On the Brink of War: "Choose life."

Matteo di Giovanni, The Slaughter of the Innocents (detail, floor panel, Siena cathedral, 1481)

A madman has brought us to the brink of war. No one can predict where we go from here. If we’re lucky, the U.S. and Iran will both back off and stand down. If we’re not, hello Armageddon. But the fact that a psychologically unstable and dangerously impulsive ignoramus is steering us toward disaster, while Congress and public seem powerless or unwilling to relieve him of his command, should both terrify and sicken us. The “shining city on a hill” has become a rogue state: cruel, murderous, and––if we allow ourselves to be drawn into a war with Iran––clearly insane. 

Politicians and pundits are debating the reasons and guessing the consequences, but who is talking about the madness of a president who commits murder during his golf vacation? Who is calling out the evil of a president who would invite apocalypse to evade impeachment? Pretending not to notice these things is a form of enabling, if not its own kind of madness. 

People say Soleimani deserved death for taking so many lives. Do we really want to go down that road? If the death toll from the administration’s dismantling of health care and environmental protections should produce more fatalities than those caused by the Iranian general, what then would Trump deserve? 

We must say no to murder, and no to war. State-sponsored assassination is both repugnant and counterproductive. And military violence has become virtually obsolete as an instrument of national policy, as we have seen over the last three decades of endless and fruitless conflict. Will we never learn?

Twenty-nine years ago this month, I preached against Desert Storm, four days after we began to assault Iraq with the terrifying technology of “shock and awe.” It was not a popular sermon––over 80% of Americans took the opposite view.

I cited a declaration of the Anglican conference of bishops in 1978: “War as a matter of settling disputes is incompatible with the teaching and example of our Lord Jesus Christ. The use of modern technology of war is the most striking example of corporate sin and the prostitution of God’s gifts.” But in 1991 our country was in love with our sophisticated weapons, and people were intoxicated by the smell of victory.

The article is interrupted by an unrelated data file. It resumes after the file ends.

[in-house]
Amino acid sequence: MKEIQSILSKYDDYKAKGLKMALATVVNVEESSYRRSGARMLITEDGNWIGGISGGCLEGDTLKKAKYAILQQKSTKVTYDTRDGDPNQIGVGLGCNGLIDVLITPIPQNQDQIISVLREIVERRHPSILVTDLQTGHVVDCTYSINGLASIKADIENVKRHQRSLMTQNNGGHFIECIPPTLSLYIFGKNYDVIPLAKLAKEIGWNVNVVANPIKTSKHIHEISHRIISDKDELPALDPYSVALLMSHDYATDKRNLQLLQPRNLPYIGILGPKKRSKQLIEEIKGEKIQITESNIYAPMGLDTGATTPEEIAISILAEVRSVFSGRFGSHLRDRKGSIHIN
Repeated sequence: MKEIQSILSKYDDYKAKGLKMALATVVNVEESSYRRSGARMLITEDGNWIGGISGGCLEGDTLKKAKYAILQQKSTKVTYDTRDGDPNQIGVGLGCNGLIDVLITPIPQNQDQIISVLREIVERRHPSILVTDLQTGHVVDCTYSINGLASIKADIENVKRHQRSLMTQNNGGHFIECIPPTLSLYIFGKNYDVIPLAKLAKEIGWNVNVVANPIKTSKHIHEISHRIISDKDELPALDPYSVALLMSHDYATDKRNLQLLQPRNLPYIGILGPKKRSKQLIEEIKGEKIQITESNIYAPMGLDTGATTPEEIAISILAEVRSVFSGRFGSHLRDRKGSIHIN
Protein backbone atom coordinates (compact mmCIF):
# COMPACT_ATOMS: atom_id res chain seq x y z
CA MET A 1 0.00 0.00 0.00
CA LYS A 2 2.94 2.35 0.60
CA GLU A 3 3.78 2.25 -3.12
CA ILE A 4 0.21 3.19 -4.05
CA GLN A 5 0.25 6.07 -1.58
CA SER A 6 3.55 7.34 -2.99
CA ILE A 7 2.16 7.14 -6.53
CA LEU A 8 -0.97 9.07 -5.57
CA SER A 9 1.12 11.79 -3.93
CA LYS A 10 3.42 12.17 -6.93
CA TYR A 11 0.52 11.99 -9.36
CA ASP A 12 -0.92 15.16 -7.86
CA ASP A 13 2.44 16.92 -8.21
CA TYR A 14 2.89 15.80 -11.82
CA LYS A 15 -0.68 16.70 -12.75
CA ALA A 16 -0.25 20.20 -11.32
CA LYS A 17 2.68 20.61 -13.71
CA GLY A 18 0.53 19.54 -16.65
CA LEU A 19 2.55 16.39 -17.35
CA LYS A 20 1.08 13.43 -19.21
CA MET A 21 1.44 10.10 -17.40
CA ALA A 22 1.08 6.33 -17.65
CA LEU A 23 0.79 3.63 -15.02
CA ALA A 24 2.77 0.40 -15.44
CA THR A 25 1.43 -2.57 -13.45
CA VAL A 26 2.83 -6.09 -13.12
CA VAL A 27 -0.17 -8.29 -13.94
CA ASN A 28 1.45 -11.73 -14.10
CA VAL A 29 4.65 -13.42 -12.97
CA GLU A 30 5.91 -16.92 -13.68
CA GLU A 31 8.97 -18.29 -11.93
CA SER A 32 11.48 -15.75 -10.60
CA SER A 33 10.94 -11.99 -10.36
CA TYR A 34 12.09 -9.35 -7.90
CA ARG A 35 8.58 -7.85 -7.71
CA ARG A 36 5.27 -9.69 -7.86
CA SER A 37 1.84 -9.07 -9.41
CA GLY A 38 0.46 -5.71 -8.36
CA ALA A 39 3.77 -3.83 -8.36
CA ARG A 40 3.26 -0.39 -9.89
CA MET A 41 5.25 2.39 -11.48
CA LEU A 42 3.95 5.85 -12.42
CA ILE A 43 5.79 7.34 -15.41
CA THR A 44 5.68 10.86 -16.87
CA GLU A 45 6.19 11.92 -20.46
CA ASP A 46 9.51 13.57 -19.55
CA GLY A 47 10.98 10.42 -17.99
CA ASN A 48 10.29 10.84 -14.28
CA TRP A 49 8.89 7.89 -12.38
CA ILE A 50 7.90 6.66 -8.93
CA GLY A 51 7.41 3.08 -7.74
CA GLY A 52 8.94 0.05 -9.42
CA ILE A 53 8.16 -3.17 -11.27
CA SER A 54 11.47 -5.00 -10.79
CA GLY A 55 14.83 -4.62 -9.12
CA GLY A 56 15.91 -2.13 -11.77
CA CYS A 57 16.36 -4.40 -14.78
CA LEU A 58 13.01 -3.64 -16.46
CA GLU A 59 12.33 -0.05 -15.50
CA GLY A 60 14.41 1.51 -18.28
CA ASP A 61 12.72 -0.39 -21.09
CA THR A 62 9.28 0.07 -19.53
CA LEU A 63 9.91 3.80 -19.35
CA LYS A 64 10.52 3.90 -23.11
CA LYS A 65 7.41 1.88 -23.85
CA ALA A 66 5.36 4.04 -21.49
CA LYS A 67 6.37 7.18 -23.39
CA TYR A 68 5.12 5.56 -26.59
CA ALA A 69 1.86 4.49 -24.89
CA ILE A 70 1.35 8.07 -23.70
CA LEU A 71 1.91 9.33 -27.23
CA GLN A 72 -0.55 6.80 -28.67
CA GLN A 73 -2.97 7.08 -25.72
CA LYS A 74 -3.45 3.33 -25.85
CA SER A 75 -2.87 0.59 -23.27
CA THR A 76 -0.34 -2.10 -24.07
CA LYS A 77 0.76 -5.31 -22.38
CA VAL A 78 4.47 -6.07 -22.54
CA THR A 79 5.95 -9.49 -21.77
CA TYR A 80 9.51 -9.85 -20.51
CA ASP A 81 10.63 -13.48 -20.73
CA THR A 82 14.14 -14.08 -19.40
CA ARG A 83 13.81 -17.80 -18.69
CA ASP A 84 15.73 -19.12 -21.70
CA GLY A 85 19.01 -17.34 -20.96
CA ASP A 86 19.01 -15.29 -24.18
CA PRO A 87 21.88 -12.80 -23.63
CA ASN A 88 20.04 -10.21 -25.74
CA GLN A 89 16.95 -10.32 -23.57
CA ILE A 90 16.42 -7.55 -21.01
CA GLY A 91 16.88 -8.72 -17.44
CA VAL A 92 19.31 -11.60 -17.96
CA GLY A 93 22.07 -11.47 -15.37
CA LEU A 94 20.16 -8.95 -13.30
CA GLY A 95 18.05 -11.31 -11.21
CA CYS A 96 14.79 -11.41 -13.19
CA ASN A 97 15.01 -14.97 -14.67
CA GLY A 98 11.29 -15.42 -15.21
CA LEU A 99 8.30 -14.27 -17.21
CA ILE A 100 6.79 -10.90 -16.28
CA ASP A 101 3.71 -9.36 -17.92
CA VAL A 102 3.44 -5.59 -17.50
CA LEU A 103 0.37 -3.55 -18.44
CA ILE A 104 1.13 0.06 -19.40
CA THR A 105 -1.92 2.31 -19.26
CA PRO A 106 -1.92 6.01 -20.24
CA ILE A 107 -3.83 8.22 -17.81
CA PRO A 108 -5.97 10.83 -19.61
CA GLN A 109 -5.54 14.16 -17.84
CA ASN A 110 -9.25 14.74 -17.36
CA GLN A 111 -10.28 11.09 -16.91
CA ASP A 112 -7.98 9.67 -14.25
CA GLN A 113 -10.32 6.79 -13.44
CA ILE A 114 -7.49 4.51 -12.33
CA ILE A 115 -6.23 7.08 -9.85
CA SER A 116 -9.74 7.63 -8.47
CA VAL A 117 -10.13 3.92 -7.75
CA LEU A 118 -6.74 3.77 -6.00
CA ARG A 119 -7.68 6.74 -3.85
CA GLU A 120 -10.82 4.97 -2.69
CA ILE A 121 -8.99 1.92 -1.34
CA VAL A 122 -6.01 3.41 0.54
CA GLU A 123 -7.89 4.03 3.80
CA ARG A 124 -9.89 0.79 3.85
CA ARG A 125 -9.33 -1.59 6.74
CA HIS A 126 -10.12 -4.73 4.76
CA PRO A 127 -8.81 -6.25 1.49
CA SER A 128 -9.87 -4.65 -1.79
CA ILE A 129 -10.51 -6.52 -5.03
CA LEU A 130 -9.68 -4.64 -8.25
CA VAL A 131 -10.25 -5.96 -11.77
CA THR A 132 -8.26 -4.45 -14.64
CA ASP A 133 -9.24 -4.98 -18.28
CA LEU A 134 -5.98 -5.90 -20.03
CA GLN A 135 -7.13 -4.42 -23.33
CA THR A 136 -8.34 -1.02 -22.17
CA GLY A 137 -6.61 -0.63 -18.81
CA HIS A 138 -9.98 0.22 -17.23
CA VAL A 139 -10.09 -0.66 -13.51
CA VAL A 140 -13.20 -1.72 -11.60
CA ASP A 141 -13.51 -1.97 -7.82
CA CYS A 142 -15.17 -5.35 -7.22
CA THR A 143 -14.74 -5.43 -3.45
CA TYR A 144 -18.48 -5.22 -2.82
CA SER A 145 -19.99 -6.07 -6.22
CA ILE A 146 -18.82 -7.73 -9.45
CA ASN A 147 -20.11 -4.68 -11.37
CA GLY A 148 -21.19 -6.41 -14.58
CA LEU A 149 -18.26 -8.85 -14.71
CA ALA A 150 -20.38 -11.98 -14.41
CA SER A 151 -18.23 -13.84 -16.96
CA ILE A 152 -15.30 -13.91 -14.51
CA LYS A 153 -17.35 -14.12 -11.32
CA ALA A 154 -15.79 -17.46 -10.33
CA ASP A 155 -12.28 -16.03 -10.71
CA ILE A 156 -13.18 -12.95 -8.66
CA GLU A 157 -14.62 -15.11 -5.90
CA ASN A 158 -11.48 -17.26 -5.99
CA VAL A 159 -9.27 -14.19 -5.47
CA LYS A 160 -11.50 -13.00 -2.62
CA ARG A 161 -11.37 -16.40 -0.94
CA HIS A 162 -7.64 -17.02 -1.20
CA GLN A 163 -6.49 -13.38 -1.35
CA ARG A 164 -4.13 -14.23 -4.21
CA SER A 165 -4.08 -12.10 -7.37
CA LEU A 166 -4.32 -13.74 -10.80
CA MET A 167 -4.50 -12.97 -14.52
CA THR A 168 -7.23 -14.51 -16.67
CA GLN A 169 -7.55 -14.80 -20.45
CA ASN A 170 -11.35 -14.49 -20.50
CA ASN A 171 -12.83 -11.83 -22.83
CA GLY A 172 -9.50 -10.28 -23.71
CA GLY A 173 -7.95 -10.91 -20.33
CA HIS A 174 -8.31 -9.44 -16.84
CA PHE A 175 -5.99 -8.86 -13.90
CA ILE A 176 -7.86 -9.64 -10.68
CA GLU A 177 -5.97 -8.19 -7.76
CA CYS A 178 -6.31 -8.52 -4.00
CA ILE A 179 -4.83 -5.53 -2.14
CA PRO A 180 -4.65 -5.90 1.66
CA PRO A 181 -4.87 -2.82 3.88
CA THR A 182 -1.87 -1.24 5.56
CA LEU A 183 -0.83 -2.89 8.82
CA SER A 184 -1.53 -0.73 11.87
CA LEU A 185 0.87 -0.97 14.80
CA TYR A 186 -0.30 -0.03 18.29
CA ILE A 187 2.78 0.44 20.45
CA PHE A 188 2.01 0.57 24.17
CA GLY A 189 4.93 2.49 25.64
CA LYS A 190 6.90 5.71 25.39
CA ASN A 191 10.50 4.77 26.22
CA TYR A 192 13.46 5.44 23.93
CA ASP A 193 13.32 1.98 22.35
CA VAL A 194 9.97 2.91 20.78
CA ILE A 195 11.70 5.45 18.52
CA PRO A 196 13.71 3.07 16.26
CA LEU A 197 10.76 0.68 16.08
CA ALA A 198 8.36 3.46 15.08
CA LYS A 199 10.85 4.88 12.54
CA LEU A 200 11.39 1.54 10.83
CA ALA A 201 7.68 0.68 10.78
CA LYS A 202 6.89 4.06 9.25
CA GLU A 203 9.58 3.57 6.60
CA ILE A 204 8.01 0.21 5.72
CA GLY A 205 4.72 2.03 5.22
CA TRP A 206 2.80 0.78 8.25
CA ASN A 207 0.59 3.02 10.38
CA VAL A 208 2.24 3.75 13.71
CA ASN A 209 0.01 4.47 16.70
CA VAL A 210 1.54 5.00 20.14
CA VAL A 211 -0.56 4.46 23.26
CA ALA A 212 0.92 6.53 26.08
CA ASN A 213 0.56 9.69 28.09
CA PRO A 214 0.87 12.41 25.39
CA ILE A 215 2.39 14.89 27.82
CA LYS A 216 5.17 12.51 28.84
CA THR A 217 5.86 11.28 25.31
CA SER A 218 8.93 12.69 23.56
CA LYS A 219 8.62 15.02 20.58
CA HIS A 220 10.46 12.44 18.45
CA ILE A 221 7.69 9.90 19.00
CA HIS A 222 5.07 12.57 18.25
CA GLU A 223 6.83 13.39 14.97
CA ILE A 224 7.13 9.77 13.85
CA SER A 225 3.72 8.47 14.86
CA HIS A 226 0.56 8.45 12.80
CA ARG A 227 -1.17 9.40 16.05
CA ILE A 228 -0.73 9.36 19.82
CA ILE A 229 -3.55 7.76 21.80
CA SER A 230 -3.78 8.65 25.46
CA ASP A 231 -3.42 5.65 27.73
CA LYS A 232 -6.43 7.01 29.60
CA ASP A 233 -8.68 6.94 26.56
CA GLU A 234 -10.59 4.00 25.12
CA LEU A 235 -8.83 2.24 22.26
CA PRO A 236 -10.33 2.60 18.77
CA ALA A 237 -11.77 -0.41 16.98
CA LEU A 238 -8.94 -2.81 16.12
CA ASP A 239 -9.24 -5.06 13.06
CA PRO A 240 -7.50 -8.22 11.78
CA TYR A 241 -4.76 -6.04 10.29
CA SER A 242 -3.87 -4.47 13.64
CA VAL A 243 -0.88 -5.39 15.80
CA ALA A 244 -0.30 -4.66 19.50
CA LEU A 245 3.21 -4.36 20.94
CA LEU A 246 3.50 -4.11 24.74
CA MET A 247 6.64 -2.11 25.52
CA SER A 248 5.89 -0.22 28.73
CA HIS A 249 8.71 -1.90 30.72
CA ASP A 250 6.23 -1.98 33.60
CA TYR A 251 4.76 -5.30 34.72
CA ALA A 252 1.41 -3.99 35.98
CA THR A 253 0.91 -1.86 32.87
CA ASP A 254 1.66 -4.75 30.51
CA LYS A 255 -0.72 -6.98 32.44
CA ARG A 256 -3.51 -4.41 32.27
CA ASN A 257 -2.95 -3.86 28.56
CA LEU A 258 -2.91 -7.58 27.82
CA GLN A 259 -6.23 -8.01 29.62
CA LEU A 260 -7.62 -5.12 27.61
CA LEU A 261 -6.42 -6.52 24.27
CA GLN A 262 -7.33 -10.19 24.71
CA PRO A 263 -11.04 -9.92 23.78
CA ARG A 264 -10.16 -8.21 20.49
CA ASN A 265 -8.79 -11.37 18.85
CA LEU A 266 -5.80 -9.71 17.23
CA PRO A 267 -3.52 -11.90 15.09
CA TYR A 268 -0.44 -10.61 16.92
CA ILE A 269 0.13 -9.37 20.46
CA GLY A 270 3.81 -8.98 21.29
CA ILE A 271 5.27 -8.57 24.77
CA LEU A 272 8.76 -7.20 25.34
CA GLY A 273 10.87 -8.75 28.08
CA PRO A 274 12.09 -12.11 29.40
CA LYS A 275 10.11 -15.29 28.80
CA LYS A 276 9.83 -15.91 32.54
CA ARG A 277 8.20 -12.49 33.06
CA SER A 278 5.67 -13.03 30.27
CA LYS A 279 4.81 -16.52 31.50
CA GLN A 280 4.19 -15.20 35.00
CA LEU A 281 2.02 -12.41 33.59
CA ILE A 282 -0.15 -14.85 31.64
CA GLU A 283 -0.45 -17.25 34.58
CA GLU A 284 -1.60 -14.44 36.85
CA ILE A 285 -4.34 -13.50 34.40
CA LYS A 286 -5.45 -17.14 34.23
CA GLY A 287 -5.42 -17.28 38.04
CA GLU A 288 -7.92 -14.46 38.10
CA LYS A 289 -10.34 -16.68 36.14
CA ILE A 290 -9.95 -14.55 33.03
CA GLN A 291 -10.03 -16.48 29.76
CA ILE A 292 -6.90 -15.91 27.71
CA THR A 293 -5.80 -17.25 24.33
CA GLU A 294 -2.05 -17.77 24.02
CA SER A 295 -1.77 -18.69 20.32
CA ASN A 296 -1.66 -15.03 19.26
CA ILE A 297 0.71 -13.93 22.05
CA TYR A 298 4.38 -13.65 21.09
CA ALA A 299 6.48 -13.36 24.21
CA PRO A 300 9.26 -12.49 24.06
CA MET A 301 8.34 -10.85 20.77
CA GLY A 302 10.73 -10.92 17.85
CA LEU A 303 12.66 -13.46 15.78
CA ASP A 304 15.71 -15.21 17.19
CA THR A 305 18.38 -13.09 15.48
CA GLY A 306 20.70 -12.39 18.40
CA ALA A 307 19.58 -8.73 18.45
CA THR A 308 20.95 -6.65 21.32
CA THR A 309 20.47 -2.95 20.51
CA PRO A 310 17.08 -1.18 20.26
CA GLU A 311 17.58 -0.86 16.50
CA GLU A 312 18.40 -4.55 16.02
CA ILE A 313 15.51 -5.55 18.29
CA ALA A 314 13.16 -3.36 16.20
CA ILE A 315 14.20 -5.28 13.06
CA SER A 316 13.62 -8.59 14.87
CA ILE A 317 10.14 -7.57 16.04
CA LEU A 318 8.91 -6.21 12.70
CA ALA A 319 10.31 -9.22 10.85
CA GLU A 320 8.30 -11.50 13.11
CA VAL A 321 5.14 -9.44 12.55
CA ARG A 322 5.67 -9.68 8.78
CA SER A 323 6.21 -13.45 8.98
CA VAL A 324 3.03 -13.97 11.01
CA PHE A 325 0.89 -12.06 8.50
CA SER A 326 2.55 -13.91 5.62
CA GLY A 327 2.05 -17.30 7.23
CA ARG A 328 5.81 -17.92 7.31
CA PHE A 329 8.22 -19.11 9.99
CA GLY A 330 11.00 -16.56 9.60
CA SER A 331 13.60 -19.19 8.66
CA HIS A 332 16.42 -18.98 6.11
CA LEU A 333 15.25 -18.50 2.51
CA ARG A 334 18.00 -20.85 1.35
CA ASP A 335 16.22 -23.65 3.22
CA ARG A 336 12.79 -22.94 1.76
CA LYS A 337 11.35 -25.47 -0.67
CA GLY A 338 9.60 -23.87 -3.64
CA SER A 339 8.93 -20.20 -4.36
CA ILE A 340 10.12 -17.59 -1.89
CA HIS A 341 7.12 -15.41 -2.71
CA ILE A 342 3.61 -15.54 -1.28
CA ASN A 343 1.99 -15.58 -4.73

For those who watched Desert Storm on television, it seemed like a video game. The “enemy” were just blips on the screen, bloodless and abstract, vaporized by noisy explosions. In my sermon, I tried to humanize the conflict: 

In Baghdad’s art center, there is a painting of Jesus, gazing at the world around him with an expression of profound sadness and pain. He wears a Palestinian scarf around his neck and he is handcuffed.

If a Christian bomber pilot knew Christ was in Baghdad, would he deliver his payload? Of course, war is not run by the personally motivated decisions of soldiers. War is organized from above. Soldiers just play their assigned part. But they can only function as long as the enemy remains a mere target, rather than a brother or a sister. They must practice indifference to the stories of their victims. Don’t see. Don’t feel.

But you and I cannot let this war be a video game. Instead, let us see and know that it is Christ being crucified in every victim. Let us watch Christ’s hands being pierced; let us hear his cry of anguish. Let us witness the Madonna and Child blown to bits in the air raid. 

As I said, it was not my most popular sermon. 

We pray every day to be delivered from evil. May that be so in our present danger. But if war comes, may we have the courage and the faith to choose Christ over the “powers” of this world, and say no to the violence. As Martin Luther King reminded us, “Our ultimate end must be the creation of the beloved community.” Ironically, Desert Storm began on Martin Luther King Day, seeming to mock the way of nonviolence. But faith takes the long view. Violence has no future.